Real Life

Real life: My boyfriend set me on fire

Mum warned me my relationship was dangerous, but I was besotted.

By As told to Take 5

Kyesha Finemore, 19, from Alice Springs, NT, shares her shocking true life story:

Trigger warning: This post deals with domestic violence.
As I slipped on another pair of over-sized, daggy trackie pants, I swayed my hips from side to side.
"How do they look?" I asked my boyfriend, Brae.
"Everything looks gorgeous on you," he replied.
We were both sweet 16 and had known each other for years.
We'd just started dating, but I was already besotted with Brae.
He felt the same and loved spoiling me with gifts, especially clothes.
His fashion sense was shocking, but he was kind and cute.
I didn't have the heart to tell him I looked like a granny dressed in the garments he'd bought me.
We were always giggling and having fun together, until one day I put a smiley face on a text message I was sending a male friend and Brae flipped.
"You like him, don't you?" he snapped. "You're cheating on me!"
Unleashing an ugly temper he threw my phone to the floor, smashing it into smithereens.
As quickly as he snapped, he simmered down and, afterwards, replaced the phone.
But I couldn't get over the shock.
I'd never seen that side of Brae before.
My sweet and caring guy was an insanely jealous monster!
I thought Brae was the love of my life.
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It wasn't the last time I saw that side of him either.
After that, the cruel verbal abuse became a regular occurrence.
"You look cheap," he'd sneer whenever I made an effort to dress up.
I stopped wearing make-up after that.
I just wanted Brae to love me but everything I did seemed to send him into an uncontrollable rage.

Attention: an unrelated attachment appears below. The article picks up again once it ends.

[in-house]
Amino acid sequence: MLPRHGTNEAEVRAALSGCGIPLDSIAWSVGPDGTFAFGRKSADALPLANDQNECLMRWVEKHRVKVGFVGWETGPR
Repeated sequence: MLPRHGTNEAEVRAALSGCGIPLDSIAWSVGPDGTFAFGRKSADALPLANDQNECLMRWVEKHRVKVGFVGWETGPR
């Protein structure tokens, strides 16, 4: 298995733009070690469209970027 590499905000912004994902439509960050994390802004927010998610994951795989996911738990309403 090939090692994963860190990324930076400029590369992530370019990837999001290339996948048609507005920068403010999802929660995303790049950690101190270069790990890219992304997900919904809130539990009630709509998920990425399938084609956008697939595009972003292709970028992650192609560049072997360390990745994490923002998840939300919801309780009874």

One afternoon I was chatting to a friend and her boyfriend in the local park. When Brae arrived, he lost it.
My friends stood there speechless, as I ran after Brae to calm him down.
Then he rained punches all over my body, bashing me in the ribs so hard I could barely breathe.
I was convinced I could change him, make him swear he wouldn't hurt me again, so didn't I tell the police.
Instead, when I next saw my mum, Mel, who lived interstate, I confessed to her, and made her promise not to say anything.
"You need to get out of this relationship, love," she said, wrapping her protective arms around me. "It'll get worse and end badly."
Yet when Brae came back, tail between his legs, I gave him another chance.
"Move into Mum's place with me?" he asked.
We'd been together seven months and as soon as I'd unpacked my bags, Brae banned me from seeing my family and friends.
Then he took my bank card and withdrew money from my account.
I was rushed to hospital and went into a coma.
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Suddenly, it all made sense.
The daggy clothes, controlling my finances, looking after my phone, keeping me away from everyone… He wanted me all to himself.
Brae wanted to own me.
Brainwashed and blinded by what I thought was love, I still didn't leave.
I just wanted my battered and bruised body to be loved back.
One day, I was picking up the clothes Brae had thrown to the floor during an argument, when he hurled a jerry can at me.